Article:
Round-robin play started Saturday morning, and continues through until Sunday afternoon. Semi-finals are Sunday evening, with bronze and gold medal games slated for Monday morning. Games are being played at the County Sportsplex, with one game on Monday morning at the Dave Barr Arena.



Stettler Goes Global with the Global Girls Game

STETTLER - The puck is set to drop on the International Ice Hockey Federation (IIHF) Global Girls Game and a celebration of female hockey in central Alberta.

Twelve games are taking place from coast to coast in Canada, including Alberta’s segment which is being hosted by Stettler Minor Hockey Association on February 17.

The Global Girls Game is an IIHF initiative to unite the hockey community by having players from around the globe play in the same game. A cumulative score is kept around the world between Team White and Team Blue with a winner being declared after all games have been completed.

Alberta’s segment of the Global Girls Game is being hosted at the Stettler Recreation Centre at 1:30 p.m, as the U15 Tier 2 Stettler Storm take on the Red Deer Chiefs in the Blue Arena as part of their Rocky Mountain Female Hockey League season.

In Canada, teams from each game will be identified as Team White (home team) and Team Red (away team). The event kicked off on February 9 with a Rivalry Series game between Canada and the USA. Hockey Canada is providing players with jerseys, toques and helmet stickers as part of the event.

Stettler is also taking the IIHF Global Game a step further and engaging multiple levels of its female program to make it an unforgettable experience. Stettler’s U11 Tier 2 Blue team precedes the Global Girls Game event with a game against Camrose Red at 11:15 a.m, while the U18 Tier 1 Storm play game one of their RMFHL playdowns against the Lethbridge Cyclones at 4:15 p.m.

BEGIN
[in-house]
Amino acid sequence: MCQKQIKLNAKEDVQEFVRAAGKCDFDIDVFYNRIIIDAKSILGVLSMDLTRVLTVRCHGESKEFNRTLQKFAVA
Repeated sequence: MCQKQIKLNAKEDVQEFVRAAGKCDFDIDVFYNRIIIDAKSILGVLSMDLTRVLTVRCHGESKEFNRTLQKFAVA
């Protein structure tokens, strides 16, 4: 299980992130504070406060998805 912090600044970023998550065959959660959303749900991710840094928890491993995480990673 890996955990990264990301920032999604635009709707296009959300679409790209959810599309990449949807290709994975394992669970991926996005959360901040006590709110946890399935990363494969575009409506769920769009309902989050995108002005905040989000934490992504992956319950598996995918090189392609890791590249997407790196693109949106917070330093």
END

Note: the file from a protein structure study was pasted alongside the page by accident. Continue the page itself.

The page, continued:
Team Alberta

Ailyn Stachniak and Calgary Fire White teammates looking forward to Alberta Winter Games

RED DEER – Everyone loves an underdog story.

Calgary Fire White currently sit in fourth place of the Alberta Female Hockey League’s U13 AA South Division behind Calgary Fire Red and Calgary Fire Black.

But it’s Fire White that is headed off to Grande Prairie to represent Zone 3 at the Alberta Winter Games.

This year’s team selection process differed from previous years, as teams in the AFHL’s newest division vied for the right to represent their zone. For Calgary’s three teams, they faced off in a round-robin followed by a final between the two highest-ranked teams in the round-robin. Fire White defeated Fire Red 5-3 and lost 3-1 to Calgary Fire Black in round-robin, before finding redemption with a 1-0 victory over Fire Black to secure their spot in the Games.

Forward Ailyn Stachniak said it was a great feeling to know that her team overcame the odds and qualified for the upcoming tournament.

“I think our team was super pumped. As the clock was counting down, I think my heart was pounding,” she said. “It was a super stressful moment but as soon as the clock was a second away from zero, I knew we had won, and we were going to represent our zone. It’s an honour and will be a good opportunity.”

Stachniak has had a strong season thus far, putting up 14 points (matching her jersey number) in 21 games, for fourth on the team. The up and coming forward said she’s having fun with her teammates and the team has gotten better as the season’s progressed.

“We’ve been able to beat some of the tougher teams throughout the season as we’ve been getting better as a team,” Stachniak said. "I really enjoy my teammates and it’s nice playing with them. They’re super helpful, our captains motivate us to get through hard games. Everyone is really kind and respectful and we’ve made a lot of memories through the highs and lows.”